5

I want to purchase an SSL certificate for my domain, but I have never worked with certificates.

I will purchase it at DNSimple, my APP is on heroku and my domain is at all-inkl.

Will the wildcard certificate also cover all subdirectories (These are generated by my python flask app and are shown as URLs):

for example: www.example.com (root) and www.example.com/sub and www.example.com/sub/test

  • 4
    What you've shown in your example is a sudirectory, not a subdomain? – MrWhite Dec 5 '16 at 9:24
  • These are the URL names which my flask python app generates – Roman Dec 5 '16 at 9:27
  • But I am currently reading an article about subdomains / subdirectories. It seems I use the wrong terms. A wildcard will not secure subdirecotries? – Roman Dec 5 '16 at 9:28
16

You don't need a "wildcard" certificate to secure subdirectories. All SSL certs will secure subdirectories. SSL certs secure hosts (domains). A "wildcard cert" will ordinarily secure subdomains eg. <anysubdomain>.example.com - but this should be made clear when you purchase the cert.

  • 4
    Also, check out the Lets Encrypt project for a free SSL cert. – L Martin Dec 5 '16 at 9:33
  • Thank you very much! Will a single name cover both versions: www.mysite.com and mysite.com? Or is this handled in the DNS settings? – Roman Dec 5 '16 at 9:35
  • @Yhorian Yeah I was playing for a long time with that. Its comlicated for apps on heroku and an external domain. Plus it does not have windows servers yet. I use letsencrypt on simple websites. – Roman Dec 5 '16 at 9:37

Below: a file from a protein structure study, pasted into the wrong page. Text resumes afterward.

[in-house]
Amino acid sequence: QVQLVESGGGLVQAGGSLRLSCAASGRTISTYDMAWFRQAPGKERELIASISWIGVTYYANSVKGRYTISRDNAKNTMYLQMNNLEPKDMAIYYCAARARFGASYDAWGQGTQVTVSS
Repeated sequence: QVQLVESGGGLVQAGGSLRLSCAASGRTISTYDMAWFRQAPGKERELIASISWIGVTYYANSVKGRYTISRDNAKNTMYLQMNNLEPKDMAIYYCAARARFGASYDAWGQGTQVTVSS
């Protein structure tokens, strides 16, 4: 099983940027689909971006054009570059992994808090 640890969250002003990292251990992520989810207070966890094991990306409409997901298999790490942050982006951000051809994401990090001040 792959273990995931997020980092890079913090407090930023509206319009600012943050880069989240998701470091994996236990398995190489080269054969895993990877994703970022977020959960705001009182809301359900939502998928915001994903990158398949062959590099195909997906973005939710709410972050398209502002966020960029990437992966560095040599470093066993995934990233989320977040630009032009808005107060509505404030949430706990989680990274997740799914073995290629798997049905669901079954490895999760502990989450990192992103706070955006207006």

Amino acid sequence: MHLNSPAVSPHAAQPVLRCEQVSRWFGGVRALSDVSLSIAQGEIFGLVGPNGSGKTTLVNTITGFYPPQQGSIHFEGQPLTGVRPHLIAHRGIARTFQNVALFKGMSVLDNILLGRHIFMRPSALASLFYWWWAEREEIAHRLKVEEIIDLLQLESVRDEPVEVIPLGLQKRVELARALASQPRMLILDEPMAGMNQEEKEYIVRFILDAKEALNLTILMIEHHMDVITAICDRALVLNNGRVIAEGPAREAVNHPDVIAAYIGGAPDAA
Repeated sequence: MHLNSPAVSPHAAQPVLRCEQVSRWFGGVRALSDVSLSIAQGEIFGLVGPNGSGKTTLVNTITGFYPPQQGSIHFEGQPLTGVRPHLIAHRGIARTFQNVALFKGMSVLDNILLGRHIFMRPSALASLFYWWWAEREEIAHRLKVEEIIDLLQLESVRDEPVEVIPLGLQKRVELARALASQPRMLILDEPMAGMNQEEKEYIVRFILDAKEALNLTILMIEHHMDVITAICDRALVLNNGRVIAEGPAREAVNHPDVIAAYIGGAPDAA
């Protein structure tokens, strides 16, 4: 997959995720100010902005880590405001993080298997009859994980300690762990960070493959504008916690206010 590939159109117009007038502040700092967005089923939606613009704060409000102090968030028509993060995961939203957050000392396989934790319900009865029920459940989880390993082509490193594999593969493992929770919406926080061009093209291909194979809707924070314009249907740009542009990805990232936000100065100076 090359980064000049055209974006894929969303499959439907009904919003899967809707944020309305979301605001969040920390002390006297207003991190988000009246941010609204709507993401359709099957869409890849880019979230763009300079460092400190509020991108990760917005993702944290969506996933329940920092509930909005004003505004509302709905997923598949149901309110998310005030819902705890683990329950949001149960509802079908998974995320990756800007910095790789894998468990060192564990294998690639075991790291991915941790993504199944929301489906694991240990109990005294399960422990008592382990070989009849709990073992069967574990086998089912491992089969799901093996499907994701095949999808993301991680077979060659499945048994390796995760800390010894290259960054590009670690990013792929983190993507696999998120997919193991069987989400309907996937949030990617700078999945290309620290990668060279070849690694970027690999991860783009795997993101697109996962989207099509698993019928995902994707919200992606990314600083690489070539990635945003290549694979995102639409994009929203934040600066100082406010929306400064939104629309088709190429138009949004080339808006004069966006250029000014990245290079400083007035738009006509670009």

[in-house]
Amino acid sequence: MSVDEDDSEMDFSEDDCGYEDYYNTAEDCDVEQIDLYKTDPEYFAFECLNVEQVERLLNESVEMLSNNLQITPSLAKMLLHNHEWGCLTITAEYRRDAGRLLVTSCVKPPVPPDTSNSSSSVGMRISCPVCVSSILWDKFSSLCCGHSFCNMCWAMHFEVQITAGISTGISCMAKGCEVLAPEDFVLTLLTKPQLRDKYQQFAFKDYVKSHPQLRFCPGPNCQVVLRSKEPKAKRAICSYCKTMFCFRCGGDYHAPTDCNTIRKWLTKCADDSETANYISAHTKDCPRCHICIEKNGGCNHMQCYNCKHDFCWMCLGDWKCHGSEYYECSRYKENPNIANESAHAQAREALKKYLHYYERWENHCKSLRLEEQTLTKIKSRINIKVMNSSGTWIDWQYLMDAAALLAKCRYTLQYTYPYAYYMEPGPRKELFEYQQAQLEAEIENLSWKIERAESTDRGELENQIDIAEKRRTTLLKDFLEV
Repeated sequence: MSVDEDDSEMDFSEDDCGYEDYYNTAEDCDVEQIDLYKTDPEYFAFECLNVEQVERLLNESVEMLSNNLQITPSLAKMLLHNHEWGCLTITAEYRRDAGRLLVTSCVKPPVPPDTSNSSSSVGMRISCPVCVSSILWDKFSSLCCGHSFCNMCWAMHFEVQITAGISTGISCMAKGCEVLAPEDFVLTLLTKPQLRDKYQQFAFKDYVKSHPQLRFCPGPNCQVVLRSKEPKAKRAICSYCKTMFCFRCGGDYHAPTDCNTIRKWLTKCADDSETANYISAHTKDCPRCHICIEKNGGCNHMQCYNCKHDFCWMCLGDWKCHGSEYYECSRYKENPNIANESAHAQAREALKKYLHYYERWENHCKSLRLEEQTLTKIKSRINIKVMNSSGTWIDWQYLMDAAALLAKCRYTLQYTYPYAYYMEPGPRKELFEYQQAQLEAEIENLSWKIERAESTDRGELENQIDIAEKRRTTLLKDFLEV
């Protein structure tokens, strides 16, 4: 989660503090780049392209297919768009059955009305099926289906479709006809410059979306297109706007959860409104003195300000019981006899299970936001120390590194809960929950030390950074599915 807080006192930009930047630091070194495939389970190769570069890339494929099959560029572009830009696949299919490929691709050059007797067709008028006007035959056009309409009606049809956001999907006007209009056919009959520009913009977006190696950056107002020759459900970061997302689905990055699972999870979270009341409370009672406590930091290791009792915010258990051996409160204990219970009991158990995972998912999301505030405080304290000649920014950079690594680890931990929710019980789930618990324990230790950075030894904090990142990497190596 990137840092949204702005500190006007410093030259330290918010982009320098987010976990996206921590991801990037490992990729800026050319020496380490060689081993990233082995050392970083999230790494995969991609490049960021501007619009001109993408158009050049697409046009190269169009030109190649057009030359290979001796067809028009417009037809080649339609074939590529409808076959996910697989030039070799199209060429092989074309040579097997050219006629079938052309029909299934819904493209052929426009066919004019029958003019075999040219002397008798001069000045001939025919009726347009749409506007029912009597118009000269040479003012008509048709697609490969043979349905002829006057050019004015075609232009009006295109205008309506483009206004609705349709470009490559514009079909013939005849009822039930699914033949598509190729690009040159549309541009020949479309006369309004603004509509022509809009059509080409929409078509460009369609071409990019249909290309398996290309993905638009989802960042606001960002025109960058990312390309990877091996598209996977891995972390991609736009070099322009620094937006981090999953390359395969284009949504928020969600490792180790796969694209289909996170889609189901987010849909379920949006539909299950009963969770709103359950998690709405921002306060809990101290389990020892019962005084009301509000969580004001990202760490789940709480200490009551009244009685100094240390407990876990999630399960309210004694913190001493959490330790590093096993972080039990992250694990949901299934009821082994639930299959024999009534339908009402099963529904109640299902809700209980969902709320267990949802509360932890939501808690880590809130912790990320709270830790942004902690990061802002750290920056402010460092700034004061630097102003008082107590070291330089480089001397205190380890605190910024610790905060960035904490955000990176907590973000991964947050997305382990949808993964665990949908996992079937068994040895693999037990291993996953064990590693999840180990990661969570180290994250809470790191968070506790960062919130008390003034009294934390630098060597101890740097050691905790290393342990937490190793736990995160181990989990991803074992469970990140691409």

• 5
    Yes, a single named cert will usually cover both www and non-www versions these days (hasn't always been the case) - but again, double check this when buying the cert. (This isn't a DNS thing.) – MrWhite Dec 5 '16 at 9:37
6

Wildcard SSL certificates are used to secure sub-domains.

For example,

  • mail.example.com
  • shop.example.com
  • anysub.example.com

You can install any single domain SSL certificate on your website, it can secure your root domain as well all directories / folders.

For example,

  • example.com/your-product-name
  • example.com/discount-offer-page
  • example.com/any-web-pages
  • What does this add that the other answer does not? – AStopher Dec 5 '16 at 12:50
  • @cybermonkey I can't speak for Jason but IMO this answer is simpler. – DisgruntledGoat Dec 5 '16 at 16:07
  • I find the examples useful. – Stephen Ostermiller Dec 5 '16 at 17:38
1

You have mentioned, you are wishing to secure your sub-directories. When you install any SSL certificate on your server, it secures example.com and all its sub-directories.

Which means not only example.com displays with HTTPS but sub-directories also display with HTTPS.

  • Website before SSL Certificate - http://example.com
  • Website After HTTPS - https://example.com
  • website sub-directory before SSL certificate - http://example.com/sub-directory
  • Website sub-directory after SSL certificate - https://example.com/sub-directory

A Wildcard SSL certificate, on the otherhand, is aimed to secure unlimited sub-domains, but for sub-directories (as I've mentioned above) a single Domain-Validated (DV) SSL certificate will work fine.

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